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The science behind flesh-eating bacteria and its cure

The science behind flesh-eating bacteria and its cure

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Learn answers to common questions about necrotizing fasciitis, the infection that has taken Aimee Copeland's leg and may claim her life.

In case you haven't heard of Aimee Copeland, she is the 24-year-old fighting off a life-threatening infection of flesh-eating bacteria.

The eco-psychology grad student caught the gruesome affliction last week after falling from a homemade zipline into Georgia's Little Tallapoosa River May 1st and sustaining a deep gash to her left calf that required 22 staples to stitch up.

Within three days, a bacteria called Aeromonas hydrophila, common in warm climates and fresh water, had caused an infection called necrotizing fasciitis in the leg. In order to prevent the infection from spreading further, doctors have amputated most of her left leg, part of her abdomen and may amputate her other foot and part of her hands, though they hope to save her palms so she can someday use prosthetic fingers.

Below are answers to some common questions about her condition and how it can be prevented and cured.

What is necrotizing fasciitis and what causes it?

Necrotizing fasciitis is a rare but severe bacterial infection of soft tissues that causes them to die. It attacks muscles, the connective tissue covering muscle, and skin.

The way such an infection starts is when certain types of bacteria enter the body, usually through a cut or scrape. That bacteria begins to grow inside the body, releasing toxins that kill tissue. The bacteria then enters the blood, spreading throughout the body.

Several types of bacteria can cause necrotizing fasciitis. While Copeland's was caused by Aeromonas hydrophila, that's one of the rarer causes of necrotizing fasciitis. The bacteria that most commonly causes the infection is Streptococcus pyogenes, known in lay terms as “flesh-eating bacteria." Staph and combinations of different bacteria can also cause it.

However, these bacteria are not deadly all the time. What makes them dangerous is an oxygen-free environment. “If I went swimming in the same water and dunked my head, nothing would happen to me,” William Schaffner, an infectious-disease specialist at Vanderbilt University Medical Center in Nashville, told The Daily Beast. "This is not a bug that can get on the surface and burrow in. Something has to give it access to those deep tissues and that was the problem here. She had that injury into which the water was splashed. This is a bug that is essentially harmless except when it finds itself in the wrong place.”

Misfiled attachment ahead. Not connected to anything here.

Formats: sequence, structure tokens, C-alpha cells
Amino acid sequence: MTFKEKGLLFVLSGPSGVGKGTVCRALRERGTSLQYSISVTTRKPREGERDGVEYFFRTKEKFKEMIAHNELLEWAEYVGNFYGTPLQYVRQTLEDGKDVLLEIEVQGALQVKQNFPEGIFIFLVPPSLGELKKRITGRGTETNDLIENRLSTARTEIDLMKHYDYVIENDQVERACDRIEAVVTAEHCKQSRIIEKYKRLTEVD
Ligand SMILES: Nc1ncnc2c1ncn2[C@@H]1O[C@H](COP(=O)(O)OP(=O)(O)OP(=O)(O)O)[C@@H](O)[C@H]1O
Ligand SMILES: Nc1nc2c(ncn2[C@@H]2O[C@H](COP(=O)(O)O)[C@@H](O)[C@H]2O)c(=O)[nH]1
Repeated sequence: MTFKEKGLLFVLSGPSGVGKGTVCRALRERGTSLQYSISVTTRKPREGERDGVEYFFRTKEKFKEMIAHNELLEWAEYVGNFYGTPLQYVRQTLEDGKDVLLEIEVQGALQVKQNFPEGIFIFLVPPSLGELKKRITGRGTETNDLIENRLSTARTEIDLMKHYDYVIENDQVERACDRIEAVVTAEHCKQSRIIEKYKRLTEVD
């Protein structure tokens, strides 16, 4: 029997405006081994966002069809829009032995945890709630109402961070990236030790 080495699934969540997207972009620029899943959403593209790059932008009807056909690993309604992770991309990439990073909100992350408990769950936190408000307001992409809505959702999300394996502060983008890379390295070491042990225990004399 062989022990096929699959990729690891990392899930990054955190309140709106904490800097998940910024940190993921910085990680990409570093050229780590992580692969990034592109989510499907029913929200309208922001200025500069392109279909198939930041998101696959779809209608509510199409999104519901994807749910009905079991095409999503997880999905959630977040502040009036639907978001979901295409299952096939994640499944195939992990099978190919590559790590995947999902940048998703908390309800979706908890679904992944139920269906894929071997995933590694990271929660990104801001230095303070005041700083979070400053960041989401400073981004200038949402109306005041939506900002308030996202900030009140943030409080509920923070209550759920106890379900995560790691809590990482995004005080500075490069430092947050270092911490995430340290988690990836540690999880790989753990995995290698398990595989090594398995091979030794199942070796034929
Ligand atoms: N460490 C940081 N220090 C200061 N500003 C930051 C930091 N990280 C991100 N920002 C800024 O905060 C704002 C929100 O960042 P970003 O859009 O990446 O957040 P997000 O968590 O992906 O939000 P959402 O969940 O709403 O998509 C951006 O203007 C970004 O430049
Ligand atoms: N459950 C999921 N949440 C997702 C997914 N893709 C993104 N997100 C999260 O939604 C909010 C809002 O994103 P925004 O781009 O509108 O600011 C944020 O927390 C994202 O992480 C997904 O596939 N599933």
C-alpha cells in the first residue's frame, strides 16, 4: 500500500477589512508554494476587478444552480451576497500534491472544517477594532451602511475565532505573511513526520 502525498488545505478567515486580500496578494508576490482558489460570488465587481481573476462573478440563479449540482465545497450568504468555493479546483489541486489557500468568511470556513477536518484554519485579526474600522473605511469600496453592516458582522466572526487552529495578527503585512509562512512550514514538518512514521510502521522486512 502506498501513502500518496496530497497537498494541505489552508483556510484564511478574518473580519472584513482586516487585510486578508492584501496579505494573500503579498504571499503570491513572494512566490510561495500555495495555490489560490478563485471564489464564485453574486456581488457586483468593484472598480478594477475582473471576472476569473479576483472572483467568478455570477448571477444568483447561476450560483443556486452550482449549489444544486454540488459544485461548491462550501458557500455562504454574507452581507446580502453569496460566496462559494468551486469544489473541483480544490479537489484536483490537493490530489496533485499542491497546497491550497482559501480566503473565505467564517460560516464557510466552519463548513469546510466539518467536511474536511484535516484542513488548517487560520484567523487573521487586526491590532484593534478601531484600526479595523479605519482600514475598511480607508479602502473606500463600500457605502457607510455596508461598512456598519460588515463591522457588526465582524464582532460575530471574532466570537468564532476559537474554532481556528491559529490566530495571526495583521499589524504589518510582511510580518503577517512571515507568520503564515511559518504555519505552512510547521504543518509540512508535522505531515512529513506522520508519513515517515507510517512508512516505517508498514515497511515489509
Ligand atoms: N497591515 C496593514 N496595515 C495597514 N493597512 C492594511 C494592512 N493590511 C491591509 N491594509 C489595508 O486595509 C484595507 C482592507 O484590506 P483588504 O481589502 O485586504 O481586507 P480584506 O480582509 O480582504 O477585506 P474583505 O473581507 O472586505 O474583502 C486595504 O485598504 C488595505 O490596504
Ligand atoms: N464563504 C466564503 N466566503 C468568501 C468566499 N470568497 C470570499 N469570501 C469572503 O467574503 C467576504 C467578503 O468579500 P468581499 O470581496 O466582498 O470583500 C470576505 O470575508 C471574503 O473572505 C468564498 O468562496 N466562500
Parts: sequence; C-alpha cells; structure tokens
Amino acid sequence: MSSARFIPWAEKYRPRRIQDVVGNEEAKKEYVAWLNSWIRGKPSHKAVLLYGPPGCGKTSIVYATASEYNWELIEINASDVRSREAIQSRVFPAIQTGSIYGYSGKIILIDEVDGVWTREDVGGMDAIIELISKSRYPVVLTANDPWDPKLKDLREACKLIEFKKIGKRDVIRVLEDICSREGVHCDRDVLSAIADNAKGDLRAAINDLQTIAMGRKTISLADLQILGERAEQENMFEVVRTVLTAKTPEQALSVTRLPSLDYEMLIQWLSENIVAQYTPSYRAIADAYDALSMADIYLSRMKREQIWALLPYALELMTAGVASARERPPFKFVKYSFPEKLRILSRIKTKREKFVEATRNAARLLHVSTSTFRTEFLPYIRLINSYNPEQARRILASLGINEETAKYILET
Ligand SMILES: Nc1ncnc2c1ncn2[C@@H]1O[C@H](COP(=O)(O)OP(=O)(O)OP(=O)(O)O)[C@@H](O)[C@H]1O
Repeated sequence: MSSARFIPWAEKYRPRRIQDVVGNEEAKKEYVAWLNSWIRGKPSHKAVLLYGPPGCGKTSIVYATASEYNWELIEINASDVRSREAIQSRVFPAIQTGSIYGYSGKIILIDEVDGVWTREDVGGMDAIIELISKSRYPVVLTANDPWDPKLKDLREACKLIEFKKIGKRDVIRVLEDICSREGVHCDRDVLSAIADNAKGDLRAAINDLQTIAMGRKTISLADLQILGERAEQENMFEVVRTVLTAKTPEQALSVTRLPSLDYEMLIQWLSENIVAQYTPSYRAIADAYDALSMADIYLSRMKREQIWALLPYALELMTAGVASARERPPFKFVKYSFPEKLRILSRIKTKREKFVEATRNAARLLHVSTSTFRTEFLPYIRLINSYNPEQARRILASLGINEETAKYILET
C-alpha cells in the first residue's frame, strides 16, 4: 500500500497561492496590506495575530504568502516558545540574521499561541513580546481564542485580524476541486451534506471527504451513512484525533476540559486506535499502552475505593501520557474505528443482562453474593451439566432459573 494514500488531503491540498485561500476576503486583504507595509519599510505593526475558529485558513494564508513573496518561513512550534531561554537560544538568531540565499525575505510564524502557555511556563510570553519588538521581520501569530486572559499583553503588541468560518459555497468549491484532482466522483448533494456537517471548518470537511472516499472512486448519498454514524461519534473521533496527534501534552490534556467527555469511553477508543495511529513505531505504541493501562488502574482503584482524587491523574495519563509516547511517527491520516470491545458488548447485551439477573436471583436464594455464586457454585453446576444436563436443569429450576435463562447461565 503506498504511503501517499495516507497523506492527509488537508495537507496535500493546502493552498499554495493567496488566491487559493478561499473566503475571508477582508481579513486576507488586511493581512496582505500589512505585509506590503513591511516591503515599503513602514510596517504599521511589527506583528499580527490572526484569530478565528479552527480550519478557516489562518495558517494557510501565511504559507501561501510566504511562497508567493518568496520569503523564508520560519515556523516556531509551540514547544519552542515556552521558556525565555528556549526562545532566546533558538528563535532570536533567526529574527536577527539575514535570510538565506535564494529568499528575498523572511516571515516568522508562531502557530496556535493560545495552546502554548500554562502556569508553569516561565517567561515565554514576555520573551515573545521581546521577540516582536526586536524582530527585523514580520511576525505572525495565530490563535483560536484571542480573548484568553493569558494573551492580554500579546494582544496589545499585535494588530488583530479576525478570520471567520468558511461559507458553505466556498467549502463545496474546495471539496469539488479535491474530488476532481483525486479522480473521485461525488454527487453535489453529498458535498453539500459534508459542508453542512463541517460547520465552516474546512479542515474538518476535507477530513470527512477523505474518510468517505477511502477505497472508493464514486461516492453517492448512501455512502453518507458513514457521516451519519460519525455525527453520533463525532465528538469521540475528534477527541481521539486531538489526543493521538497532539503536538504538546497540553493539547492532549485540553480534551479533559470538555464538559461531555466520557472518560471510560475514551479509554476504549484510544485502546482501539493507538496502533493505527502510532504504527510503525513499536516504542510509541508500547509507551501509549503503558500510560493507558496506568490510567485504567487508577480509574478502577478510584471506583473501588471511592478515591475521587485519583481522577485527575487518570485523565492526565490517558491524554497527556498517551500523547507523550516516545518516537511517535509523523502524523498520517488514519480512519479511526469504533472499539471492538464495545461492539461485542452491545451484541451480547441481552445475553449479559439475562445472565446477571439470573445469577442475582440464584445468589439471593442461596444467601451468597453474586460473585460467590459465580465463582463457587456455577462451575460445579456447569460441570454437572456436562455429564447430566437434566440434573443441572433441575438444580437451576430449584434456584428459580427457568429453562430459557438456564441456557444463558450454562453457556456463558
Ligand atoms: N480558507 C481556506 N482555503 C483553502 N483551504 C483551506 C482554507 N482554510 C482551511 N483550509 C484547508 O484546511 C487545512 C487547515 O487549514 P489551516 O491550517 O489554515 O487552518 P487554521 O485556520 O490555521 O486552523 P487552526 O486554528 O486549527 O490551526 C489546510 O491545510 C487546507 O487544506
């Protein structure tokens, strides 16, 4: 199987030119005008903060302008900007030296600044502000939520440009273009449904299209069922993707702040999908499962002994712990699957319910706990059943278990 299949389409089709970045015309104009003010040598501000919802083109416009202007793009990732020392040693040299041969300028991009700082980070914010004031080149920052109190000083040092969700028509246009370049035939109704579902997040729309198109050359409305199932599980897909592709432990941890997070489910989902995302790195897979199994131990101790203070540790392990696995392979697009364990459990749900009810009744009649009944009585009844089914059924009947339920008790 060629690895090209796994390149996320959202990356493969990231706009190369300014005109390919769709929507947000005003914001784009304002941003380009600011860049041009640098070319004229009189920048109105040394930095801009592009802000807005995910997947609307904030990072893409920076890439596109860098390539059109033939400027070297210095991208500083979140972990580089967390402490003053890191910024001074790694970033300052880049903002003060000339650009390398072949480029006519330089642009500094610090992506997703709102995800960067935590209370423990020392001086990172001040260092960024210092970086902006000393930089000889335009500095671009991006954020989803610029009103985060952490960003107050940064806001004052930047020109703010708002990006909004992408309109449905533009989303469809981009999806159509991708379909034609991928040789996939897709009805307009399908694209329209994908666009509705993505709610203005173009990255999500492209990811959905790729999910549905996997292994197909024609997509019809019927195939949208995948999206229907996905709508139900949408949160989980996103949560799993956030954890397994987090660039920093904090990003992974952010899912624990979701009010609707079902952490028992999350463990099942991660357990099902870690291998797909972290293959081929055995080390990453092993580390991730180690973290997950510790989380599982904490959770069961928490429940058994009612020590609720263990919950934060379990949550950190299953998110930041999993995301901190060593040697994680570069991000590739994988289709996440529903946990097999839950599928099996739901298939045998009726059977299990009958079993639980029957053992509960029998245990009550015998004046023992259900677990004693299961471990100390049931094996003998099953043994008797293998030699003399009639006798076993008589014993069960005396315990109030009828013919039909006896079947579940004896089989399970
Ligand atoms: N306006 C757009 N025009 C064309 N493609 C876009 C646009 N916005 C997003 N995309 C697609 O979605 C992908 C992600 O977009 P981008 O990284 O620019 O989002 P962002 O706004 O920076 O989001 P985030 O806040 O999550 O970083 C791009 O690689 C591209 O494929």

And when it does find itself in that "wrong place," it "can switch its metabolism so that it can also function in an oxygen-poor environment," Schaffner told USA Today.

Why does it take time to detect?

Because the infection takes root so deep, a victim and his/her doctors may not realize that necrotizing fasciitis is there until it has already spread.

The patient may feel pain in the early stages, but the wound will display no visible clues such as redness, swelling or discharge. Even more deceptively, there will be no fever, which typically indicates infection. So until the diagnosis is made, the infection can spread.

“It’s one of the few true infectious-disease emergencies where an hour can make a huge difference,” Otto Yang, an infectious-diseases physician at UCLA’s David Geffen School of Medicine, told The Daily Beast.

How is it cured and prevented?

Because of necrotizing fasciitis's high mortality rate (upward of 60% for infections caused by Aeromonas hydrophila, according to a 2010 report in Clinical Microbiology Reviews), immediate and drastic measures are necessary.

They include treating the wound, powerful antibiotics, and surgery to drain the sore and remove dead and infected tissue. If the disease has spread, aggressive surgery, including amputation, is often necessary, to take out not just the dead tissue but also healthy tissue where the infection may already be working microscopically. This type of approach goes against conventional surgical training, which teaches that viable tissue must be preserved. "It’s not unusual for surgeons to have to go back a second or third time to keep up with and get ahead of the infection,” Schaffner told The Daily Beast.

Often, patients need skin grafts after the infection goes away, in order to help heal the skin.

Dr. Amy Horneman, a specialist in Aeromonas hydrophila who is chief of microbiology and molecular diagnostics at the Baltimore Medical Center of the Veterans Affairs Maryland Health Care System, has not treated Copeland but has been studying the bacteria for 30 years.

To prevent necrotizing fasciitis infections caused by the bacteria, she has been waging a campaign to get doctors and the general public to remember to think of the bacteria whenever they are dealing with a water-related wound.

As with many diseases, the best cure is prevention, and the key to prevention is education. She told The Los Angeles Times that common antibiotics such as Ciprofloxacin, Bactrim, SXT and Septra can easily take care of the bacteria before the infection sets in -- as long as they are administered in time.

via: The Daily Beast, USA Today, CBS News, Los Angeles Times

photo: Official site for Aimee Copeland

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Laura Shin

Features Editor

Laura Shin has been published in The New York Times, The Wall Street Journal and The Los Angeles Times, and is currently a contributor at Forbes. Previously, she worked at Newsweek, the New York Times, Wall Street Journal and LearnVest. She holds degrees from Stanford University and Columbia University's Graduate School of Journalism. Follow her on Twitter. Disclosure